Poll: Americans favor ObamaCare to Graham-Cassidy
Americans favor ObamaCare to the Graham-Cassidy health-care legislation by more than 20 points, according to a new ABC News/Washington Post poll.
Fifty-six percent of Americans surveyed said they preferred the current health-care law to the latest repeal-and-replace legislation put forth by Senate Republicans, while only 33 percent of those polled said they supported the new legislation.
The latest poll shows that public sentiment has not necessarily changed since Republican efforts to repeal ObamaCare in July.
Fifty percent of Americans polled preferred ObamaCare, while just 24 percent of those polled approved of the “skinny” bill repeal efforts in July.
The Graham-Cassidy legislation would repeal parts of ObamaCare, including an expansion of Medicaid that comes with new federal funding. It would then send block grants to states, which state governments could use to deliver health-care services.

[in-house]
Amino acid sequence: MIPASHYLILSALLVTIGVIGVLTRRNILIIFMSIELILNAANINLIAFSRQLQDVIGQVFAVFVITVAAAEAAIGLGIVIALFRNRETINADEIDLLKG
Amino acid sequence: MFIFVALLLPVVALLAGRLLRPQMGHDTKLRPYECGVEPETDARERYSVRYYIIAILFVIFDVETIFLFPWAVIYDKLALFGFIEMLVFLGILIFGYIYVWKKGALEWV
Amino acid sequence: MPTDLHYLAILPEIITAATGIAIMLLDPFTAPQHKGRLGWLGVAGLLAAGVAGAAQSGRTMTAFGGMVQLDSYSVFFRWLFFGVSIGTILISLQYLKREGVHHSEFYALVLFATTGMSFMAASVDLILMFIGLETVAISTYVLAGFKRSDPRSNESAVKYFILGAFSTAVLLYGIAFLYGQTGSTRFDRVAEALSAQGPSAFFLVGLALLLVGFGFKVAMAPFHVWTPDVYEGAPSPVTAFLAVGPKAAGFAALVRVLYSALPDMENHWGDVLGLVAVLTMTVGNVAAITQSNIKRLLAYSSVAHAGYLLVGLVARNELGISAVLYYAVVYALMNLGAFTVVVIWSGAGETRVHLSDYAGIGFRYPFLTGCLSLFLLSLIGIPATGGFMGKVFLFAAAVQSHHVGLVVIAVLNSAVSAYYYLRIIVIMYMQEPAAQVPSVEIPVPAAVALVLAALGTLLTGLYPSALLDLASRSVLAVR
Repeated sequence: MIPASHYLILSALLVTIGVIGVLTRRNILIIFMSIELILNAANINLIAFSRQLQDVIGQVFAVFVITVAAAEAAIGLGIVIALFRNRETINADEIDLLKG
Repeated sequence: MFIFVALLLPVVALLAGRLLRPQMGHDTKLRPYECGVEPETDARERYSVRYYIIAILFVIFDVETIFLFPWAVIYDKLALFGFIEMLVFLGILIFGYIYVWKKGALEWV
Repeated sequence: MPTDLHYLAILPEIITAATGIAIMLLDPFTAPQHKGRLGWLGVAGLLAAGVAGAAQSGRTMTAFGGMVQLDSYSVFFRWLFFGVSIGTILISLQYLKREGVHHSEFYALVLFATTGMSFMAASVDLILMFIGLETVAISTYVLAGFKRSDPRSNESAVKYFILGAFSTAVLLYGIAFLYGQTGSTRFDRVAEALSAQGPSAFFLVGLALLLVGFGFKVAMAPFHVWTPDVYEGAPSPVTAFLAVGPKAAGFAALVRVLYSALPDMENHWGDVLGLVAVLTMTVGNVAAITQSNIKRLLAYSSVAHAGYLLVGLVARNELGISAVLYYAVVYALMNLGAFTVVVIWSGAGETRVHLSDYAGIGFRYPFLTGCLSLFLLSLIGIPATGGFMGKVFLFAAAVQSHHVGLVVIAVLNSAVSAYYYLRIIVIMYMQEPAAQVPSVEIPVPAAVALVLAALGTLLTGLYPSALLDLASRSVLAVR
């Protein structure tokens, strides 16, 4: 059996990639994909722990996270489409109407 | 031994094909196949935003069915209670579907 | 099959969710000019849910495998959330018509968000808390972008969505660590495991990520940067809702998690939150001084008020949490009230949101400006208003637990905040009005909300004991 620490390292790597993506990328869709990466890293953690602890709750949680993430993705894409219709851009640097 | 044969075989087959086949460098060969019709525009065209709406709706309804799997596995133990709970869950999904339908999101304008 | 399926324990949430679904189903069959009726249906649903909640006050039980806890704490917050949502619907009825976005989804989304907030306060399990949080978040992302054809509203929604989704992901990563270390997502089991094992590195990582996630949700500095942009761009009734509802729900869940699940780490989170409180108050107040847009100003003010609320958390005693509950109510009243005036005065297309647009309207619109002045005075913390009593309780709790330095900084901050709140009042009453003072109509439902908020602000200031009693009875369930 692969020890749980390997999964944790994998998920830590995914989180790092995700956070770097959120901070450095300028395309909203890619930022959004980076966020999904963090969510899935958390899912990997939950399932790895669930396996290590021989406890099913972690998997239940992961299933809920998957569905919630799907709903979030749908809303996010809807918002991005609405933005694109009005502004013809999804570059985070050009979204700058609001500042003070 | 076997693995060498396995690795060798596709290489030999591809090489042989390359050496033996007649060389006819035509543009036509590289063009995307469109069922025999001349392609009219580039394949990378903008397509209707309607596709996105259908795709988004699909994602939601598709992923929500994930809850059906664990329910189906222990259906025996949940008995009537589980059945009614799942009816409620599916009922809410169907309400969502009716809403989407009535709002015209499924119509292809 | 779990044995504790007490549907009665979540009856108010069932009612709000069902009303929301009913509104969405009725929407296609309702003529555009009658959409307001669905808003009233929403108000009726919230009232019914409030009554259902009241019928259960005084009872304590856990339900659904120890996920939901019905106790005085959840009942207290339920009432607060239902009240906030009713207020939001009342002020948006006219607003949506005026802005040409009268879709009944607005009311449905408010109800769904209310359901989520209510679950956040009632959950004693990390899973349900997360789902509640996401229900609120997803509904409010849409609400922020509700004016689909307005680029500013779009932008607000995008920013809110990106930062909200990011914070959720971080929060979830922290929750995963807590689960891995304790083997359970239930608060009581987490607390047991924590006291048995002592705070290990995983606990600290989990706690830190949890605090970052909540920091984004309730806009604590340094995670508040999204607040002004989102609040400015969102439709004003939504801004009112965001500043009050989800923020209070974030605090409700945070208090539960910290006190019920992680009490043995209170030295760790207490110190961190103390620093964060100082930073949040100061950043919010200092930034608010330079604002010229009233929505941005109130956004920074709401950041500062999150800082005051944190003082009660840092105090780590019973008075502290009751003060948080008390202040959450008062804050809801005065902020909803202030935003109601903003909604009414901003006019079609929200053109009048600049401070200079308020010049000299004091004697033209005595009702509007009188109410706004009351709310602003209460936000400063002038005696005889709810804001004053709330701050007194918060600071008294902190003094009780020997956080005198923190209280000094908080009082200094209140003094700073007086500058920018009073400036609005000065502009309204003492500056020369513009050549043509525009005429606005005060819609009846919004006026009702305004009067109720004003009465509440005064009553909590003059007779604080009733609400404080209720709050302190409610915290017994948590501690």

The poll comes after the Graham-Cassidy bill suffered a critical blow on Friday when Sen. John McCain (R-Ariz.) announced he would not vote for the legislation, opting instead to hope for a bipartisan solution.
“I cannot in good conscience vote for the Graham-Cassidy proposal. I believe we could do better working together, Republicans and Democrats, and have not yet really tried,” McCain said in a statement.
McCain’s defection and Sen. Rand Paul’s (R-Ky.) earlier declaration that he would vote “no” forces Senate Republican leadership to attempt to win over every other Republican in the conference.
McCain was one of three GOP senators to kill the GOP efforts in the Senate to pass an ObamaCare repeal bill in July. The other two Republicans to vote “no” on that legislation, Alaska’s Lisa Murkowski and Maine’s Susan Collins, have not said how they intend to vote on the Graham-Cassidy measure.
The ABC News/Washington Poll was conducted Sept. 18-21 among 1,002 adults. The survey has a sampling error of 3.5 percentage points.
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